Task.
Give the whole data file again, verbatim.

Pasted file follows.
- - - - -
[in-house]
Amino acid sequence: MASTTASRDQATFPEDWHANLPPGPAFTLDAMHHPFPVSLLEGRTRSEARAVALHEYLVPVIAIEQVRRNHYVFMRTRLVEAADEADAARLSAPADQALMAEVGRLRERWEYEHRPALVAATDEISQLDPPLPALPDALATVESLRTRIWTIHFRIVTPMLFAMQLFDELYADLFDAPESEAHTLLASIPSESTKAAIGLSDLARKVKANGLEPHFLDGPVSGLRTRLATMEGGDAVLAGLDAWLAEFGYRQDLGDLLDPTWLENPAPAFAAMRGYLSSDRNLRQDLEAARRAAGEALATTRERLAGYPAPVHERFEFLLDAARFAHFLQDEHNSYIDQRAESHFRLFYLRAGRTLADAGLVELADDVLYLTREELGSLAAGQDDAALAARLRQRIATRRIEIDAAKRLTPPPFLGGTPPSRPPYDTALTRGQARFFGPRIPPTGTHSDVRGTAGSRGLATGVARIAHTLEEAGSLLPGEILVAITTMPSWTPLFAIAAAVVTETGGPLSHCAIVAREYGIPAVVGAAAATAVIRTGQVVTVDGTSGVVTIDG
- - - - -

[in-house]
Amino acid sequence: MASTTASRDQATFPEDWHANLPPGPAFTLDAMHHPFPVSLLEGRTRSEARAVALHEYLVPVIAIEQVRRNHYVFMRTRLVEAADEADAARLSAPADQALMAEVGRLRERWEYEHRPALVAATDEISQLDPPLPALPDALATVESLRTRIWTIHFRIVTPMLFAMQLFDELYADLFDAPESEAHTLLASIPSESTKAAIGLSDLARKVKANGLEPHFLDGPVSGLRTRLATMEGGDAVLAGLDAWLAEFGYRQDLGDLLDPTWLENPAPAFAAMRGYLSSDRNLRQDLEAARRAAGEALATTRERLAGYPAPVHERFEFLLDAARFAHFLQDEHNSYIDQRAESHFRLFYLRAGRTLADAGLVELADDVLYLTREELGSLAAGQDDAALAARLRQRIATRRIEIDAAKRLTPPPFLGGTPPSRPPYDTALTRGQARFFGPRIPPTGTHSDVRGTAGSRGLATGVARIAHTLEEAGSLLPGEILVAITTMPSWTPLFAIAAAVVTETGGPLSHCAIVAREYGIPAVVGAAAATAVIRTGQVVTVDGTSGVVTIDG